31 December 2015

line of enquiry

I started musing about lines way back when I was designing atlases and the maps that went in them. A line is a convenience to define where one thing starts and another ends: a boundary between one area and another. It becomes something else when it has a thickness of its own. Inevitably when making maps one has to use a convention to act as a line which can be seen or detected to make the necessary changes it determines, but may not be required to show as an actual finite line at all. In the days when we were still drawing maps by hand we had to specify which side of any drawn line the end of one zone was, and ensure that the line employed had the same characteristics (colour) of the zone it determined, if not to be a visible construction in the final printed map..

Of course, what we call a line is actually one of the most widely used, versatile and convenient of graphic symbols. Sticking with the  maps and mapping example, line is used to define land height (contours), indicate route ways, (roads railways paths, canals, and many others) areas of differing land use (urban, woodland, lake, river, and many other things), boundaries both actual, political and notional,  and a host of other things. Line makes mapping possible. Beyond maps,  line facilitates painting, drawing, technology of all sorts,  the way we live on an hour by hour basis. Line is so instilled into our visual and mental psyche that we see and respond to lines everywhere, often without even knowing we are doing it.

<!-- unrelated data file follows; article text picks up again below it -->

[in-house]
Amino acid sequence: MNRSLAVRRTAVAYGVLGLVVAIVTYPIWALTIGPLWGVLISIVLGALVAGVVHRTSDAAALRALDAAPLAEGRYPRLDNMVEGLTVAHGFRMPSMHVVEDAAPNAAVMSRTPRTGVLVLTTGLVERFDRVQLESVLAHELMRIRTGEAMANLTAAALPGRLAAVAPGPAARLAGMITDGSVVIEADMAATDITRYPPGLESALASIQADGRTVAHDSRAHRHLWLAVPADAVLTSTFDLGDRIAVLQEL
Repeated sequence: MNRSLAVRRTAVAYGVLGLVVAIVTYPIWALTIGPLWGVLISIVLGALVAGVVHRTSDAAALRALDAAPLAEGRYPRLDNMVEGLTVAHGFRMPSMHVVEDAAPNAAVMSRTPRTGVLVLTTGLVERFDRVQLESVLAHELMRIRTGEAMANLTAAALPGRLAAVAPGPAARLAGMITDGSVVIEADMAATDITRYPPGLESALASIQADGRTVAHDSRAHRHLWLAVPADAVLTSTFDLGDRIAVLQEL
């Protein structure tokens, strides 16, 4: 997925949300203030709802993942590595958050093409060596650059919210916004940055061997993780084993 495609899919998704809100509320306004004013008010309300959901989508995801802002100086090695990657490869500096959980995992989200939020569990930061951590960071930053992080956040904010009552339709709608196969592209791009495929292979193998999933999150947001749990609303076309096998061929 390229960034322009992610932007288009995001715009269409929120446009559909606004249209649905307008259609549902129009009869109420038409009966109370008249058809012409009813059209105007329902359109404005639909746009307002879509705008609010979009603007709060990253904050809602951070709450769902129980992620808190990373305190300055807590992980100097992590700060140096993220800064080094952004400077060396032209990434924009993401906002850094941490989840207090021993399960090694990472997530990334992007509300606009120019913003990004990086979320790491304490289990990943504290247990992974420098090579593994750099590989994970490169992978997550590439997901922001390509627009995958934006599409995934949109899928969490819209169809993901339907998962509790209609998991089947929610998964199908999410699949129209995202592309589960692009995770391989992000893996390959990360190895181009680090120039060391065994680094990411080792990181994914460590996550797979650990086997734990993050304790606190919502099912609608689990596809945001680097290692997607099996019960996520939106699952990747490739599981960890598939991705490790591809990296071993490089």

Some years ago I developed a personal investigation about lines on the littoral seeking line out as a mental interface that our eyes and brains superimpose upon what we perceive. I extended the meaning of some of the images I collected for this enquiry, to emphasise the line I found embedded in the pictures I was making. Some of these lines are compound as they contain differentiated light or colour or material; others are simple, notional, perceived, transient. One is a washed up tree trunk.

I concluded that line does not actually exist as such: only our perception creates line.

The resulting pictures were assembled into a sequence and shown as a digital showreel as part of an exhibition about the littoral, in Plymouth. Although all this took place some time ago now lines in the landscape continue to interest me and I seek them out where I can.

The Lines on the Littoral albums each show a portion of the original presentation: for convenience I have split the original images into four albums.

flickr: line of enquiry

The original explanatory frames that introduced the sequence to the viewer have been omitted.